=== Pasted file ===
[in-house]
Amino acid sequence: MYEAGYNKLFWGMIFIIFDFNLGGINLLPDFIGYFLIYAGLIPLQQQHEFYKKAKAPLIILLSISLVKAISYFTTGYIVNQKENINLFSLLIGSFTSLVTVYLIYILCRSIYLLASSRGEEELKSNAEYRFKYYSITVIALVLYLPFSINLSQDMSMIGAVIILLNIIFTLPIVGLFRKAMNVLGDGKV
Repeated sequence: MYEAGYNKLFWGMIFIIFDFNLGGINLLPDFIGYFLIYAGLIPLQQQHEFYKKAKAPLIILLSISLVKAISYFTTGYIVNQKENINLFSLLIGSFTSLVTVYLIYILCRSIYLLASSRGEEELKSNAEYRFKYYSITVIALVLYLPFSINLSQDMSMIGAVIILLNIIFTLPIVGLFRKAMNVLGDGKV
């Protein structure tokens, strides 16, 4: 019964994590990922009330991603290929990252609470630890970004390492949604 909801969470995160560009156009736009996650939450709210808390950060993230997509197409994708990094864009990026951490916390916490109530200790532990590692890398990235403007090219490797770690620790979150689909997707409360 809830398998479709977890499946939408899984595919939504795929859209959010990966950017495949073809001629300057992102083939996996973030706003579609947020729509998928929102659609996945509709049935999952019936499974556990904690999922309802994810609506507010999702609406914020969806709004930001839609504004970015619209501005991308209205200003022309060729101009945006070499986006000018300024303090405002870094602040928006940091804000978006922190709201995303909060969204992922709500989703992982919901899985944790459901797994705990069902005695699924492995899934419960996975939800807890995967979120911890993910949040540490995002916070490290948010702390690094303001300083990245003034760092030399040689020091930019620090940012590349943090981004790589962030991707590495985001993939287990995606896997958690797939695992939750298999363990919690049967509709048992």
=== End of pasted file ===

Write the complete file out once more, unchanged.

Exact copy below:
[in-house]
Amino acid sequence: MYEAGYNKLFWGMIFIIFDFNLGGINLLPDFIGYFLIYAGLIPLQQQHEFYKKAKAPLIILLSISLVKAISYFTTGYIVNQKENINLFSLLIGSFTSLVTVYLIYILCRSIYLLASSRGEEELKSNAEYRFKYYSITVIALVLYLPFSINLSQDMSMIGAVIILLNIIFTLPIVGLFRKAMNVLGDGKV
Repeated sequence: MYEAGYNKLFWGMIFIIFDFNLGGINLLPDFIGYFLIYAGLIPLQQQHEFYKKAKAPLIILLSISLVKAISYFTTGYIVNQKENINLFSLLIGSFTSLVTVYLIYILCRSIYLLASSRGEEELKSNAEYRFKYYSITVIALVLYLPFSINLSQDMSMIGAVIILLNIIFTLPIVGLFRKAMNVLGDGKV
């Protein structure tokens, strides 16, 4: 019964994590990922009330991603290929990252609470630890970004390492949604 909801969470995160560009156009736009996650939450709210808390950060993230997509197409994708990094864009990026951490916390916490109530200790532990590692890398990235403007090219490797770690620790979150689909997707409360 809830398998479709977890499946939408899984595919939504795929859209959010990966950017495949073809001629300057992102083939996996973030706003579609947020729509998928929102659609996945509709049935999952019936499974556990904690999922309802994810609506507010999702609406914020969806709004930001839609504004970015619209501005991308209205200003022309060729101009945006070499986006000018300024303090405002870094602040928006940091804000978006922190709201995303909060969204992922709500989703992982919901899985944790459901797994705990069902005695699924492995899934419960996975939800807890995967979120911890993910949040540490995002916070490290948010702390690094303001300083990245003034760092030399040689020091930019620090940012590349943090981004790589962030991707590495985001993939287990995606896997958690797939695992939750298999363990919690049967509709048992």